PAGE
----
You may not imagine it, but the skin's functions go far beyond aesthetics and beauty. The skin is the largest organ in the human body and, being in direct contact with the environment, it is constantly bombarded with external aggressions that weaken the skin tissue and accelerate premature aging.
“Seven of these aging markers have an intense relationship with blemishes, wrinkles, sagging, but they are also linked to the weakening of the skin's physiological functions. They are: sun, sugar, stress, sleep, skin care, smoking and biological molecular aging itself”, says dermatologist Dr. Claudia Marçal, a member of the Brazilian Society of Dermatology and the American Academy of Dermatology.
Each in their own way, they cause damage to collagen.
“In general, the sun is the main responsible for the aging of the skin. However, some individuals are even more susceptible to photoaging, which is when the skin ages prematurely due to excessive sun exposure. For example, some individuals may have a variant of the MMP1 gene that leads to greater production of the MMP1 enzyme, which in excess degrades collagen, a very important constituent of the skin, leading to the formation of wrinkles”, says geneticist Dr. Marcelo Sady, Post-Doctor in Genetics and Multigene Director General.
“In the case of food, the unhealthy diet does not only affect your waist, but also your skin's immunity. Eating lots of foods high in fat and sugars is able to trigger inflammatory signaling in the skin, disrupting the Interleukin-23 pathway, a pro-inflammatory messenger that contributes to the development of dermatitis and accelerates the aging of the skin", says the medical nutritionist Dr. Marcella Garcez, professor and director of the Brazilian Association of Nutrology.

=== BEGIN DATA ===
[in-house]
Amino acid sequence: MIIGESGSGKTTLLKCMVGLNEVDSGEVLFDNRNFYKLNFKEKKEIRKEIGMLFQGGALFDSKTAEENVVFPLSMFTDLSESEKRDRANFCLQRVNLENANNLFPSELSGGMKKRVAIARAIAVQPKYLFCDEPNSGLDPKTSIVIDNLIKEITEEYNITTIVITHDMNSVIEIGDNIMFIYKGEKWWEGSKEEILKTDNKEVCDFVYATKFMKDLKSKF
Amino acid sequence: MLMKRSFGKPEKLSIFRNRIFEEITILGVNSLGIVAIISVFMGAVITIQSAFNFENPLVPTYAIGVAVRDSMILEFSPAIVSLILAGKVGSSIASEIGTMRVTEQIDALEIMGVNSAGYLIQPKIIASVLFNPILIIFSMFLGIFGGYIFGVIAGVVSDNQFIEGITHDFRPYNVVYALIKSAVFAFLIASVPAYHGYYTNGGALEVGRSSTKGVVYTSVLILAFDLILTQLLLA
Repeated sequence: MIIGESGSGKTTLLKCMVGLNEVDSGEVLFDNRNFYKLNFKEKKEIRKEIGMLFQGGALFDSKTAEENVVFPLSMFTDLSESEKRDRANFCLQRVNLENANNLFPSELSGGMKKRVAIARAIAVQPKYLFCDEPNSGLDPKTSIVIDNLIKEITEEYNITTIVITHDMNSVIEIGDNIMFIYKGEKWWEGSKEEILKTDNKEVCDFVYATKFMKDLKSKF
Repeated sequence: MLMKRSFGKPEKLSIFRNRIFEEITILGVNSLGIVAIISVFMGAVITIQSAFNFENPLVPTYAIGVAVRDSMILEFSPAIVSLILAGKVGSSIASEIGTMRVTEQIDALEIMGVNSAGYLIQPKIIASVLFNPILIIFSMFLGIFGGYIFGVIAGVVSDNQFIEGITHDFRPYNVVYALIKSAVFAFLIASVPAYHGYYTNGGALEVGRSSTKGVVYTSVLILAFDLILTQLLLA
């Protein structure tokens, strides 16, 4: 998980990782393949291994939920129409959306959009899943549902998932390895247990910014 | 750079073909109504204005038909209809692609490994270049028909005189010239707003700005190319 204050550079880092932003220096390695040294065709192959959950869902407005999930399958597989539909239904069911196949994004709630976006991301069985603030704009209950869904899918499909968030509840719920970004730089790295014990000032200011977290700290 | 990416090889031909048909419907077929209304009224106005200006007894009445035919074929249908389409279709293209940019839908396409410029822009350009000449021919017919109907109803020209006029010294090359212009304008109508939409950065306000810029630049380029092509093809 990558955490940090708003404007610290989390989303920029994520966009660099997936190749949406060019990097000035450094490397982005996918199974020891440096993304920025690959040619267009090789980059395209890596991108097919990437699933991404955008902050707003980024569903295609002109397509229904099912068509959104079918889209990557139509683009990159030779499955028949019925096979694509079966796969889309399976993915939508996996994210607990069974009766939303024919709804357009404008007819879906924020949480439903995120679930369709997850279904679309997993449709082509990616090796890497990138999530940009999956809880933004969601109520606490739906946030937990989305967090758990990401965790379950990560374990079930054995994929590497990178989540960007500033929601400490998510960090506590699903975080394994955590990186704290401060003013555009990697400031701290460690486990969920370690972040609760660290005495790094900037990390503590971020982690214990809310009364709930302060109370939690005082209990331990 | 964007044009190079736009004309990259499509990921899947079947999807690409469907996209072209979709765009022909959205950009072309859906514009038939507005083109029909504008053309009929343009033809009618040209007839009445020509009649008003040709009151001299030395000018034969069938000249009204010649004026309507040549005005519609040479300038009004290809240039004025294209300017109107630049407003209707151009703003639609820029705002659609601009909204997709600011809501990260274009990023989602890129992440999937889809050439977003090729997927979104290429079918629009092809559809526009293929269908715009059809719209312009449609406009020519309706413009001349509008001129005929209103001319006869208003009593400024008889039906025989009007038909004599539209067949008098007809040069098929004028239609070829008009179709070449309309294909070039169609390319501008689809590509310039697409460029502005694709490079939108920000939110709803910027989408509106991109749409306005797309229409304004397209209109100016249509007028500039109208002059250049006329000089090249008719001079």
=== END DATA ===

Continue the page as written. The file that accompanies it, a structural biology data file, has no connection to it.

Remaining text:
These aggressors are responsible not only for visible aging (appearance of blemishes, wrinkles and sagging) but also for accelerating the decline of five skin physiological functions: thermoregulation, protection, cushioning, lubrication and elasticity. Below, the dermatologist explains these physiological functions better:
Thermoregulation. The skin is a part of the integumentary system, which among its functions is to regulate body temperature. As it is also an excretory organ, the skin secretes sweat to promote thermoregulation. Thus, the stimulation of the sweat glands when secreting sweat will cool the skin according to the normal body temperature. On the other hand, the skin contracts the vascular system in the dermis to conserve heat.
“However, with the decrease in sweat glands resulting from the aging process and together with the loss of fat in the subcutaneous tissue, there is an effect of difficulty in adjusting body temperature over the years (and the sequence of attacks)”, explains the dermatologist.
Protection. The epidermis is essentially made up of a main cell, the keratinocyte, responsible for the production of keratin. “Keratin due to its resistance and impermeability is responsible for protecting the skin. There are also other cells in the skin, melanocytes, which are responsible for the production of melanin, whose main function is the protection of the skin, through the production of pigment. The epidermis also has cells responsible for immunity: Langerhans cells”, he explains. "But with the thinning of the skin, the reduction of defense cells and vascularization, resulting from constant aggressions, especially the markers of aging, there is a weakening of this protective capacity and a greater risk of increasing infections".
Cushioning. Fat cells form the subcutaneous tissue located below the reticular dermis and are also responsible for forming a defense layer, a kind of cushion that acts as a shock absorber, protecting muscle tissue.